When it comes to cloud services, storage space is often taken for granted. But now that Google has announced new limitations to its storage policy, Google Workspace for Education users are scrambling to account for the implications.
But don’t worry — there’s plenty to be done about cloud storage. Key to mitigating these changes is understanding exactly why Google storage is changing, how its new policy will impact your school district, and what you can do to optimize storage space in your own cloud environment.
Why Google is changing your cloud storage limit
It’s safe to say that Google’s announcement will ruffle the feathers of nearly every school district. The few districts that exclusively operate in Microsoft Office will be unaffected by the change.
But the vast majority of districts — at least 83% according to EdWeek Research Center — are a Google Workspace for Education customer. That means since its initial release as Google Apps for Education (and later G Suite for Education) in 2006, many schools have grown accustomed to free and unlimited cloud storage.
Starting in July of 2022, however, this will no longer be the case. Now, Google cloud storage will be limited to 100 TB of data per Education customer, shared across every single Google app provided by Workspace. This means that every type of data produced in your Google account — whether it be a Google Doc, Google Sheet, Google Chat, or anything else — will now count toward that capacity.
During their initial announcement, Google explained their rationale:
“Google has traditionally offered unlimited storage to qualifying schools and universities for free,” the company said. “However, as we’ve grown to serve more schools and universities each year, storage consumption has also rapidly accelerated.”
In other words, it’s simply unsustainable for Google Drive to offer unlimited cloud storage any longer. By DOMO’s estimate, over 2.5 quintillion bytes of data are created daily, with that figure rising exponentially.
What is Google actually changing?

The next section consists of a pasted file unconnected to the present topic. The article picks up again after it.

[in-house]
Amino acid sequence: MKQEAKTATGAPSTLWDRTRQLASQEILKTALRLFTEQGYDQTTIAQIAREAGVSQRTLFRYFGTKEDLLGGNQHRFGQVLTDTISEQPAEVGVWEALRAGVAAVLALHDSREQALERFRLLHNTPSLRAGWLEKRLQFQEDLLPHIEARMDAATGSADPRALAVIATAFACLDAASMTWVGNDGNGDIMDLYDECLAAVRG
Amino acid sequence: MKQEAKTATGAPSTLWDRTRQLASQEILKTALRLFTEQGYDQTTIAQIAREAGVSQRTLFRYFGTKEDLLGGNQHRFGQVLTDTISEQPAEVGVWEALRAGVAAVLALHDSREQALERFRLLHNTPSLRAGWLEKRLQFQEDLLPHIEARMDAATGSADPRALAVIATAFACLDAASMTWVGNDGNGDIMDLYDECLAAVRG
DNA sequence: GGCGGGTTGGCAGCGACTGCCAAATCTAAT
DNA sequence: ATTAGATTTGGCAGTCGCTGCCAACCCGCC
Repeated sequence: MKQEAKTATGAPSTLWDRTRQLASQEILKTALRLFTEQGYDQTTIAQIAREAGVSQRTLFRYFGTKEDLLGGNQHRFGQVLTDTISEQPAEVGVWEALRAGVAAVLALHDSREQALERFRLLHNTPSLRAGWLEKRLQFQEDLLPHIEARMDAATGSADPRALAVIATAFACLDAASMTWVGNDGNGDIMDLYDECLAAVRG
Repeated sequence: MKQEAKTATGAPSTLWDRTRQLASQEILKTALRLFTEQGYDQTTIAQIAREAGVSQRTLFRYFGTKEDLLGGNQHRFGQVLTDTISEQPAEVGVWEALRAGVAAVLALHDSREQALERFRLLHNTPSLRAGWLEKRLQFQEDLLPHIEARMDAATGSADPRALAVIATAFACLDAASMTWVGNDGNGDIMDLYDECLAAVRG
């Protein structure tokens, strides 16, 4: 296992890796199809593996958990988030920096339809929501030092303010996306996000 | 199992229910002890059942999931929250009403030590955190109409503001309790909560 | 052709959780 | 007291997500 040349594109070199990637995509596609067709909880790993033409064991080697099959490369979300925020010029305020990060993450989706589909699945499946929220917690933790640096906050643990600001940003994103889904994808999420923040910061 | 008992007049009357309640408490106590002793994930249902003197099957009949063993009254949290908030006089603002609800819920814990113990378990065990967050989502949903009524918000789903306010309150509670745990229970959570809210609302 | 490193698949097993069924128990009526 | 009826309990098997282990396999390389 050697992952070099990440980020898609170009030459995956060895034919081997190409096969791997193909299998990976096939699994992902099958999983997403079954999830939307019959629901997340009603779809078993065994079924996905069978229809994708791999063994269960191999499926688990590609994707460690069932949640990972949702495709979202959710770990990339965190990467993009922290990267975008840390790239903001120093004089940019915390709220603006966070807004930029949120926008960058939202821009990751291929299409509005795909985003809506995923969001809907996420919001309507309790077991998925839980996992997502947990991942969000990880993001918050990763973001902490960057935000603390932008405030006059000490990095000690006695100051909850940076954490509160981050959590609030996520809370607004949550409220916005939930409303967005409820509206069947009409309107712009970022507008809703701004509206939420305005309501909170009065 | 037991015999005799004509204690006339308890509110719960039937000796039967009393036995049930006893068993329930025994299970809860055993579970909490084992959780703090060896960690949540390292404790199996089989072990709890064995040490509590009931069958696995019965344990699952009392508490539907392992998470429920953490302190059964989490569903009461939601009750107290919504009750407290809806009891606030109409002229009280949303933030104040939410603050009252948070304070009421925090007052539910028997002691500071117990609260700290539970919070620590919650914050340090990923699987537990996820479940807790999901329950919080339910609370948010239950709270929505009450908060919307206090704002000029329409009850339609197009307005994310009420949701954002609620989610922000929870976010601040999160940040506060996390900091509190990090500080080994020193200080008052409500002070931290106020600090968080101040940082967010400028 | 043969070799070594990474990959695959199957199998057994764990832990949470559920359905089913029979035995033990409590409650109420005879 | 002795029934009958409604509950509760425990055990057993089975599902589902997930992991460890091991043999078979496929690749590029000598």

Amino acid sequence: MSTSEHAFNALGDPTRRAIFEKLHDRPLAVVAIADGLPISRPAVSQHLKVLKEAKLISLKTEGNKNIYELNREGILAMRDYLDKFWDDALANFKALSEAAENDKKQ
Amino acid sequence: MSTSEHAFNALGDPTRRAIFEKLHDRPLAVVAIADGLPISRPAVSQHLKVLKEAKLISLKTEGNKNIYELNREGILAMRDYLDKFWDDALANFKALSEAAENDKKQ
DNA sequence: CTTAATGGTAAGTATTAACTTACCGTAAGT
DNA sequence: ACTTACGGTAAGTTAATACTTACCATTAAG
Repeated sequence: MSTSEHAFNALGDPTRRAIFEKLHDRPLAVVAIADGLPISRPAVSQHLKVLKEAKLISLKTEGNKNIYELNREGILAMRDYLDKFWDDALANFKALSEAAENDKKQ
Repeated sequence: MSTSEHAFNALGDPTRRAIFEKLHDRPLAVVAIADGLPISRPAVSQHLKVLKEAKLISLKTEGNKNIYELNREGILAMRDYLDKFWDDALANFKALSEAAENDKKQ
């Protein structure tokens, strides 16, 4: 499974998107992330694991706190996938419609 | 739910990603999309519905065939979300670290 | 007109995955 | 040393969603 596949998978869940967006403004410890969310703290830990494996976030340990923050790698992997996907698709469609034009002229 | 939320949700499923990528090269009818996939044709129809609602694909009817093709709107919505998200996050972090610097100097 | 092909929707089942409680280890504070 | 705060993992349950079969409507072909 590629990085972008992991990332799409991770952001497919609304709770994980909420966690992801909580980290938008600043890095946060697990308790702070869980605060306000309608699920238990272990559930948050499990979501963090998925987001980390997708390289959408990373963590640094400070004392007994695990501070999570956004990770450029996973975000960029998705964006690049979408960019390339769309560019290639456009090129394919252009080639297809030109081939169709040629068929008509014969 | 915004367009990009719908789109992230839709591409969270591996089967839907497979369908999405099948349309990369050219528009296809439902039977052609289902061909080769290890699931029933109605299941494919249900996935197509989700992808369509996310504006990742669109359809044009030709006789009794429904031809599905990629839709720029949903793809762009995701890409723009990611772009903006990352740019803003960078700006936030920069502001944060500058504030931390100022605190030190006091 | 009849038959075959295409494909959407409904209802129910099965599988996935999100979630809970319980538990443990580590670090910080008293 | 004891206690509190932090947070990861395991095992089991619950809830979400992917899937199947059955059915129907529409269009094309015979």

As mentioned, Google is limiting cloud storage to 100 TB of data per customer. The company claims this is enough storage space for approximately 100 million documents, 8 million presentations or 400,000 hours of video.
Google is calling this a “pooled storage” policy. In basic terms, this means that storage is shared by every single user in your school district. Therefore, every bit of data created by each Google account will count toward the 100 TB limit.
Notably, files that are shared into your school district won’t impact storage. For example, an externally received email attachment won’t contribute to your allotted storage space, but any communications sent internally (originating within your school district) will.
Here’s another critical change: Any file that was created and existed before these changes won’t count toward the limit as long as they aren’t modified. If you access an old document and edit its contents, it will now be held up to that capacity.
Unfortunately, Google doesn’t offer any way to add additional storage outside of upgrading your Google Workspace for Education subscription. Here’s how each edition breaks down in terms of storage capacity:
- Fundamentals: Free with 100 TB of pooled storage.
- Standard: 100 TB of pooled storage.
- Teaching and Learning Upgrade: 100 TB plus 100 GB of additional storage per license.
- Education Plus: 100 TB of pooled storage, plus 20 GB added per license.
If you’re an institution with more than 20,000 students, faculty, or staff, you may be eligible for an additional 5 GB of baseline storage space for every active user. Otherwise, your only option is to upgrade to Education Plus or manage the cloud storage you already have on hand.
How to manage storage limits in your school district
According to Google, 100 TB is more than enough capacity for 99% of institutions. That said, data is growing everyday and storage limits could pose a significant challenge for school districts with rapidly accelerating cloud environments.
Why? Because your Google cloud storage may be quickly filling up with unseen sources of data. There are many ways students and staff might be using school-provided cloud services that are rapidly eating away at your storage space. For example, it’s not uncommon for students to store especially large video files or photo albums in their Google Drive.
The good news is that there’s an easy fix. With the right tools, you can monitor your cloud environment, optimize storage space and rid your Google cloud of unnecessary files. That’s one of the often overlooked capabilities of a cloud data loss prevention (DLP) solution.
Cloud DLP software isn’t only concerned with data security or privacy. They’re also effective at tidying up your cloud environment of anything that occupies too much space. If an old document is mistakenly modified, for example, you can quickly identify it and prevent it from counting against your pooled storage capacity. By extension, cloud DLP is especially useful for identifying inappropriate or non-educational content, such as pirated movie files or saved video streams.
At ManagedMethods, we know that storage limits are a growing concern. That’s why we designed our out-of-the-box cloud security platform to simplify storage management and allow you to focus on other critical tasks, such as mitigating risk and protecting student data.